“Everything we used to think was wrong with someone else is now wrong with us.
“So what you are going to do is put down the signs, take off the silly hats, stop spouting sections of the Declaration of Independence and the Constitution that you don’t get right in the first place and truly don’t understand, and buy each other a beer and talk. You can disagree, but start talking. The longer you delay it, the longer all of this will be wrong.
“And once you’ve decided the guy you worked with for the past twenty years hasn’t really changed, but is just one more person trying to do his best to raise a family, grow some tomatoes, take a week down the Shore and keep his head above water, the better off we’ll all be.
“And then you’re going to head out to the Forty-Six Motel and talk to Tommy Robinson. You remember Tommy. Seven years ago he played quarterback when the Ironton High football team won the state championship. You were standing on Blackwell Street with more than half the town yelling your crazy head off when the bus got back from Giants Stadium. The police cars and fire truck led the way and for an hour or so, all the things that you think bothered you were gone because those forty-five kids did the town proud.
Then Tommy married Camilla and they had that great baby girl. He went to work for the delivery company but also joined the Army Reserves. And a year later it all changed. He did two tours of duty in the desert war and when he came home you all forgot to welcome him.
“Well, you can welcome him now, because the delivery company didn’t hold his job, and Camilla and the baby were thrown out of their house, and if it wasn’t for the church and some other agencies they might have been living in the stoveworks when it burned down, and you really don’t want that on your conscious, do you?
“Maybe you saw him at the city council meeting the other day. His head is shaved now, but his eyes have that direct, piercing stare of the truly committed. He looks a little beat up. He came to ask the city council for some help. He needs a job and there is some red-tape holding up some of his Army Reserve pay. He wants to get his family out of the Forty-Six Motel and back into a decent apartment. The baby is three now and sometimes plays in the parking lot and there are a lot of cars. The city council thanked him for his service and told him how proud they were of him, but they had no answers for his questions.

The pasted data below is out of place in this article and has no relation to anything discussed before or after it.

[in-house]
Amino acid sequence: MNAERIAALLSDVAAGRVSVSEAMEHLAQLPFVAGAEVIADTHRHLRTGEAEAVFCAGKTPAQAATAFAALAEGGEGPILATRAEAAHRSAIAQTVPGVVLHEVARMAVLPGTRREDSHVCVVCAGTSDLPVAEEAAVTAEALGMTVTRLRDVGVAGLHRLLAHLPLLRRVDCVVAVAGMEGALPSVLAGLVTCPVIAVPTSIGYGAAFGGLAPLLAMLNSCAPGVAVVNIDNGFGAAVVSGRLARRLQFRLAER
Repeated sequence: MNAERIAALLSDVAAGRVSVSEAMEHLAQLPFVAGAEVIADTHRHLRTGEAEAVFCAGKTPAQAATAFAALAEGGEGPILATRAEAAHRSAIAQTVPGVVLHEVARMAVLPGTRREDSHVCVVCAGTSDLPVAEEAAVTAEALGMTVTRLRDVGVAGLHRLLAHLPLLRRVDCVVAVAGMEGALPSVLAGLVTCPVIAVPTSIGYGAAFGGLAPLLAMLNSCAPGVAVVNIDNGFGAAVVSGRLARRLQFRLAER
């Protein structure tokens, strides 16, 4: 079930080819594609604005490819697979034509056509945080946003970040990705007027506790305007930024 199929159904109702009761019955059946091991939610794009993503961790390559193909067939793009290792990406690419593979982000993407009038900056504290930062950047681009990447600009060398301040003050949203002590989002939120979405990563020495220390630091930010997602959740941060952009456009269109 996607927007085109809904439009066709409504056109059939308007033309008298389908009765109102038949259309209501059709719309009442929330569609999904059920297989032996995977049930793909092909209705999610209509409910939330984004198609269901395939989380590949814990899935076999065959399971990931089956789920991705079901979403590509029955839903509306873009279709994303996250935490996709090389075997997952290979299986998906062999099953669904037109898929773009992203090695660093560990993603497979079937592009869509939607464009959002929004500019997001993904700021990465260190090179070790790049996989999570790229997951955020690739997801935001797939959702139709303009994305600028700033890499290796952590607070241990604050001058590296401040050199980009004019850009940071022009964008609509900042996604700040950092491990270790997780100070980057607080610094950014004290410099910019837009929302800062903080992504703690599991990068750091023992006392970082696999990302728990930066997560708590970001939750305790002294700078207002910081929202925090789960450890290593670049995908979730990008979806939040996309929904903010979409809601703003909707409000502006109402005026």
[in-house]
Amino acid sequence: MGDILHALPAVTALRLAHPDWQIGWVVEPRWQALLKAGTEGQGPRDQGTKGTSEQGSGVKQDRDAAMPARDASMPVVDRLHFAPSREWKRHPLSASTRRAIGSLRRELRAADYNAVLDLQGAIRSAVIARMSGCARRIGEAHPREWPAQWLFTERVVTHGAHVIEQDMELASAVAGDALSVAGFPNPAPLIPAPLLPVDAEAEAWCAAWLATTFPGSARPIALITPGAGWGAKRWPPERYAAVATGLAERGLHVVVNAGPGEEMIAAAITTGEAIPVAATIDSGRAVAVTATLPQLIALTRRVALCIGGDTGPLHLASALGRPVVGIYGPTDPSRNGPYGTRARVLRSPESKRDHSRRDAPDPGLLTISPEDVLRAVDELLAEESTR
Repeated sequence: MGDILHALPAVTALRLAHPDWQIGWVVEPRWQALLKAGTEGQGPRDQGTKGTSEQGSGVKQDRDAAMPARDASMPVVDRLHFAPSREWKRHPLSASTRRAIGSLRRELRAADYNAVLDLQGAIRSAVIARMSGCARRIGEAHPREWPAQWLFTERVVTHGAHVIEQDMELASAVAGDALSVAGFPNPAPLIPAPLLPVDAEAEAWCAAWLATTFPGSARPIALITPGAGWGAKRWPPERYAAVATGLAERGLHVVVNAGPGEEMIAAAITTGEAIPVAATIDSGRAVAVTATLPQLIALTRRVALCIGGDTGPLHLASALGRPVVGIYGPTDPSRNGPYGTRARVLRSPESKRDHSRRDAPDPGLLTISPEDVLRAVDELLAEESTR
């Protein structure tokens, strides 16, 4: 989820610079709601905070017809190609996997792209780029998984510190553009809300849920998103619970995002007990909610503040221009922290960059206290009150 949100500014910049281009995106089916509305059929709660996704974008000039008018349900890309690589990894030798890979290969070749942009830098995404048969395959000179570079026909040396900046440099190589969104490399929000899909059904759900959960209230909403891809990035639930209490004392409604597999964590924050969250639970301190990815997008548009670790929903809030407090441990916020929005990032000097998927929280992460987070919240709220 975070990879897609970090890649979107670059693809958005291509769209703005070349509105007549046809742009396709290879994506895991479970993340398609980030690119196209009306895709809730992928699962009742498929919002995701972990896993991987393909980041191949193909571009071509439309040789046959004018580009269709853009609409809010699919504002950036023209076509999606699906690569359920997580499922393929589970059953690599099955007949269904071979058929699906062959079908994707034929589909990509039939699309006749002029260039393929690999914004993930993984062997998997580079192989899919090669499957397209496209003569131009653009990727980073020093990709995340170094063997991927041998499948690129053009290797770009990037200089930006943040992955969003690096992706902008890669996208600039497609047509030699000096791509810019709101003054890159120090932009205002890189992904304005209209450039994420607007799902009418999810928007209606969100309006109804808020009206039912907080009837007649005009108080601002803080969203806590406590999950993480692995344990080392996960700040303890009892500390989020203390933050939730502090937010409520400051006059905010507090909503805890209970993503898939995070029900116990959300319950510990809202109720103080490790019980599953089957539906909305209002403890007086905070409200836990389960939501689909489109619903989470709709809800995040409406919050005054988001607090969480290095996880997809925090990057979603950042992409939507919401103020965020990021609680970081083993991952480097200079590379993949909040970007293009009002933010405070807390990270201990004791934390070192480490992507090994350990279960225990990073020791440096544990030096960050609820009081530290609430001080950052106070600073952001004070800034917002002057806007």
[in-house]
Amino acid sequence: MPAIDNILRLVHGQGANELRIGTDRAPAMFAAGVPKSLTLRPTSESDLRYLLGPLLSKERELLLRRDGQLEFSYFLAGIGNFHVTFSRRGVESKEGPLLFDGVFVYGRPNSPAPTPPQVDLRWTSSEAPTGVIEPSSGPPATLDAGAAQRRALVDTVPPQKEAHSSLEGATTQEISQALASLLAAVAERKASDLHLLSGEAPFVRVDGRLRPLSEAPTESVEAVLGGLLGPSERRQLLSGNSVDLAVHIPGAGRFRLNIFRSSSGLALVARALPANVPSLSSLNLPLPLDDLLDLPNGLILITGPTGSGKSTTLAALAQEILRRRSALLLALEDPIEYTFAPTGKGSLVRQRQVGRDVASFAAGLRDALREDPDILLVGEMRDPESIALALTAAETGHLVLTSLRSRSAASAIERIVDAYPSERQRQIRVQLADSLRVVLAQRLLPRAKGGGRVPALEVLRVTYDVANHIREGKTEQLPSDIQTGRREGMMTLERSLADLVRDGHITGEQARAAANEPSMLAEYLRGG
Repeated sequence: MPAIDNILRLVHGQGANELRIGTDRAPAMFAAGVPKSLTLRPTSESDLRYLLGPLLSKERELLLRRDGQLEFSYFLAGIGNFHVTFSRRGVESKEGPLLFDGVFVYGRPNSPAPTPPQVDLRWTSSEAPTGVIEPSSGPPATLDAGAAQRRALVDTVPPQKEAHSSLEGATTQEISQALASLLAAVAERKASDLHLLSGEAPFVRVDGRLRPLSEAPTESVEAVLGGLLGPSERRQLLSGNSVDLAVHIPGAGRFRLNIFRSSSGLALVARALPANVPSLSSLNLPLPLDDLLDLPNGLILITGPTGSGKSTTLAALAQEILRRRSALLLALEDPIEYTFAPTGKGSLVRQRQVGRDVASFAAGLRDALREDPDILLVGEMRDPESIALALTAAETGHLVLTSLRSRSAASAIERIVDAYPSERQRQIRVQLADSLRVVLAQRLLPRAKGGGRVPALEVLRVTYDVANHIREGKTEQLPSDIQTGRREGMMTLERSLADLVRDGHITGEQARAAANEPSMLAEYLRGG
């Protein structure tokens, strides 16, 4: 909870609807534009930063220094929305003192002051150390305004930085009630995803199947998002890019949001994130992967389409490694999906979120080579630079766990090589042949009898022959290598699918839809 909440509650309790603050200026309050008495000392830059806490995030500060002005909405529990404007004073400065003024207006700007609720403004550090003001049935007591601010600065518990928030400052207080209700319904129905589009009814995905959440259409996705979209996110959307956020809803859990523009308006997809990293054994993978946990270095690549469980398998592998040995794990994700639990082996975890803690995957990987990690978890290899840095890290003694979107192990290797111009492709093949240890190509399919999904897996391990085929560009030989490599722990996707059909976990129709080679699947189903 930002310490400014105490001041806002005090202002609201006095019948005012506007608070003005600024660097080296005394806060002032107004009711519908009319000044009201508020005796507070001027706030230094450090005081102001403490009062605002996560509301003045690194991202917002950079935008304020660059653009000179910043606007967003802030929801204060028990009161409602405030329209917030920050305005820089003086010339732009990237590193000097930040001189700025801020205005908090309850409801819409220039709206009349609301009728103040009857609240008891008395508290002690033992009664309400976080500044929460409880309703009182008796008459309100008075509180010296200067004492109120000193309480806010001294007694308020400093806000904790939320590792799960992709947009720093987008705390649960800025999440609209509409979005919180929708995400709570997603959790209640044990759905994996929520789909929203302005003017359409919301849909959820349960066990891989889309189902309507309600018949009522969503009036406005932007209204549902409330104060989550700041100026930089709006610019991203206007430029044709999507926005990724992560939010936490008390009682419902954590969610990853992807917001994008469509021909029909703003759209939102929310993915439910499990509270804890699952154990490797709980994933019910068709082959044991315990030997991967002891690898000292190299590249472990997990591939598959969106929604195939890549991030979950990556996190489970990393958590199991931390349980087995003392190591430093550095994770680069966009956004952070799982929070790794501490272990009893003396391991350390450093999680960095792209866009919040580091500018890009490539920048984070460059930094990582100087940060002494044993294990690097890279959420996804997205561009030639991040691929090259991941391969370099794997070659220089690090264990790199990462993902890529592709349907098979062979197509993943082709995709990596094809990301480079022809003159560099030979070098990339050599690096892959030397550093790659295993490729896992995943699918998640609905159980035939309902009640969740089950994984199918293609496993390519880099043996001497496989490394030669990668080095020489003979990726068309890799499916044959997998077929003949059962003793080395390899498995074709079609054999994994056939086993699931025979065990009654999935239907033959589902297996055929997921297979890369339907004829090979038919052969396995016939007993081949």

“After a moment or two of watching the city’s leaders stare at one another, Tommy Robinson said, ‘I don’t want you to feel sorry for me. I just want a chance to raise my daughter well. I just want the same chance that fathers who came before me had. It’s not about the uniform. We serve proudly and willingly. It doesn’t make me special. I just need your help right now.’
Then he turned and walked out of the room. He stopped as his wife helped him settle his crutches under his arms and helped him maneuver through the narrow aisle on the one leg he had left.
“So when you wake up this morning instead of worrying about whether your neighbor is a socialist, or whether the French or the Spanish or the Greeks are going to ruin the American economy, think about Tommy Robinson.
“He’s the reason you get to yell at your neighbor, just like generations of soldiers before him. He’s the reason you get to be so disagreeable.
“We are a nation that was born arguing. It is what we do best and it is what separates us from all the other nations. So revel in our raised voices, find joy in the sound of the words we speak. Celebrate our differences and defy all those who tell you to conform, to damn the other side. We live to disagree. The louder the better. Roar on, Ironton. Push back against the silence. Rise up. Rise up. And forward.”